Scotland author Caroline Young takes a compelling look at the director and his relationship with the leading women in his films in her new book Hitchcock’s Heroines, a photograph-filled hardcover from Insight Editions.  Young, author of Roman Holiday: The Secret Life of Hollywood in Rome, Tartan & Tweed, and Style Tribes, sources interviews with the actors as well as interviews with Hitchcock to gain a better understanding of what motivated his work.  He spent the first half of his career–represented by the first half of the book–developing the style he would come to be known for by the time of his 1954 success Rear Window, culminating in his ideal production team: costume designer Edith Head, production designer Robert Burks, assistant director Herbert Coleman, and editor George Tomasini.  Hitchcock knew that most of his audience were women and believed that in the 1940s-1960s women usually determined what movie a couple was going to attend.  So the appearance of his leading women was as important, if not more important, than any other part of the film.  He also had an eye for using color and wardrobe as part of his storytelling tools, perhaps changing a character’s muted-toned costumes to striking and contrasting by film’s end to represent a character’s change in mood, strength, or growth.

Hitchcock’s Heroines is a superb source of costume sketches, costume designs, and production stills spanning Hitchcock’s directorial career.  Young includes with her discussions of each actress and corresponding character the costumes and costumers, which amounts to a history of Hollywood costume design artists, including Jean Peron, Dolly Tree, Joe Strassner, Marianne, Irene, Edward Stevenson, Vera West, Gilbert Adrian, René Hubert, Howard Greer, Edith Head, Christian Dior, Milo Anderson, Moss Mabry, Helen Rose, Harry Kress, Rita Riggs, Helen Colvig, and Julie Harris, although it was also not beyond Hitchcock to source his own vision from off-the-rack wardrobe from Western Costume Company or Bergdorf Goodman. Hair style and hair color is also a recurring theme Young pursues in the book.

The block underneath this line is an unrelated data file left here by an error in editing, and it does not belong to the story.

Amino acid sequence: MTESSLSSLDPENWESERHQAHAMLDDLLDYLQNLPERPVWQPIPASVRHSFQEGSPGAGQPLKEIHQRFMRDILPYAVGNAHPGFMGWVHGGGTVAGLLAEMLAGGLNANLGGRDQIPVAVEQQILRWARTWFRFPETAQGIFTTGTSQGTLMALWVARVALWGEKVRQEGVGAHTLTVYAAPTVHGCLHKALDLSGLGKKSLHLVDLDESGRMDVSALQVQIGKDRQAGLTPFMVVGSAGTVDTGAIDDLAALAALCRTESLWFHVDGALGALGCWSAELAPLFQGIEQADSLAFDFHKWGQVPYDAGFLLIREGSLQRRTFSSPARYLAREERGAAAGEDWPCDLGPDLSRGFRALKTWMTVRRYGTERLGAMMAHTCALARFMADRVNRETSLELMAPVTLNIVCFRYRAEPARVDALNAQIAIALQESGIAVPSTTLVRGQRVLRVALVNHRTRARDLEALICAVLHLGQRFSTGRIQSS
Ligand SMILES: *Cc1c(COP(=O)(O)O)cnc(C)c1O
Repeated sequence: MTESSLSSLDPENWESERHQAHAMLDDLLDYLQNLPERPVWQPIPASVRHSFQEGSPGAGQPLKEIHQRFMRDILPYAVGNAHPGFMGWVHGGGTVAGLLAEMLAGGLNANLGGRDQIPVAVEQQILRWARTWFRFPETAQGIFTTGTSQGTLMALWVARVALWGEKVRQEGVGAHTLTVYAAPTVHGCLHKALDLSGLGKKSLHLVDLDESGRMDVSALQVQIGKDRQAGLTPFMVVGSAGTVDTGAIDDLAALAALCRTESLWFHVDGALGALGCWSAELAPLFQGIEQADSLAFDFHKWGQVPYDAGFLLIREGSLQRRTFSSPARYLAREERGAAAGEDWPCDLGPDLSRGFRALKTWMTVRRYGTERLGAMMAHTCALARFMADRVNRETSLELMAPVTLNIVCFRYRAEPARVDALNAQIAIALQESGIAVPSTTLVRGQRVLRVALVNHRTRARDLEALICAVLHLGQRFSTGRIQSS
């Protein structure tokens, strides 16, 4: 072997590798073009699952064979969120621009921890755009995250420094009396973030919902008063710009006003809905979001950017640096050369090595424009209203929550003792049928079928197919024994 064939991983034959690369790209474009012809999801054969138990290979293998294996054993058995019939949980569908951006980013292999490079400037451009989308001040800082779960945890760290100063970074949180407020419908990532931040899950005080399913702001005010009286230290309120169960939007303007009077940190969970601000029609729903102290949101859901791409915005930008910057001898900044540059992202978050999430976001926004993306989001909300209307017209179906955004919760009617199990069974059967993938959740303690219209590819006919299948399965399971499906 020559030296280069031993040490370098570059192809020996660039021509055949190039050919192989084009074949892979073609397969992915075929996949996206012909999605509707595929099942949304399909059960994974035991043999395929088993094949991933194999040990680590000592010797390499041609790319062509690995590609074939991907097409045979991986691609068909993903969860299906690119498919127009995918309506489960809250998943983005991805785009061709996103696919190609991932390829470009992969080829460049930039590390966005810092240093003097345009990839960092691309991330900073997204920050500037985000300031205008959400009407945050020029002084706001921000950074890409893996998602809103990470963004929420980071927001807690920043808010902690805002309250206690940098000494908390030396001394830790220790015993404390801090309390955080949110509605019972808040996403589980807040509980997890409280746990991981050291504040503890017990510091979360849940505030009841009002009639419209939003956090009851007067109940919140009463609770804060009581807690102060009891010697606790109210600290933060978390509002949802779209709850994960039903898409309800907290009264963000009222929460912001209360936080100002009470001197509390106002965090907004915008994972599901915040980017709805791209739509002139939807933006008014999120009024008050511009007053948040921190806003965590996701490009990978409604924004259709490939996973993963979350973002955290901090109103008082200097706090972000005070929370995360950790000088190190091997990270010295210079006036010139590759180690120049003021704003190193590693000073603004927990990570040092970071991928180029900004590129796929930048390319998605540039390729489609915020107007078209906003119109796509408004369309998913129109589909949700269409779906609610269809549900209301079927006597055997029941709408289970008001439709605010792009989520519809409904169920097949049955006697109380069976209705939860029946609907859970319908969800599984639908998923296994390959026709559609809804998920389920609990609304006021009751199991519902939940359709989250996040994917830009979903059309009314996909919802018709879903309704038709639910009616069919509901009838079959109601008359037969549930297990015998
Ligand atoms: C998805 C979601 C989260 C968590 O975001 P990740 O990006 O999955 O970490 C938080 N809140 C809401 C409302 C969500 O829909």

Young references an interview from 1931 where Hitchcock discussed selecting actresses for roles: “The chief point I keep in mind when selecting my heroine is that she must be fashioned to please women rather than men, for the reason that women form three-quarters of the average cinema audience.  Therefore, no actress can be a good commercial proposition as a film heroine unless she pleases her own sex.”  It is noteworthy that Hitchcock was not always responsible for who starred in his films–Young cites instances where studio head David O. Selznick directly cast Hitchcock’s leading actors.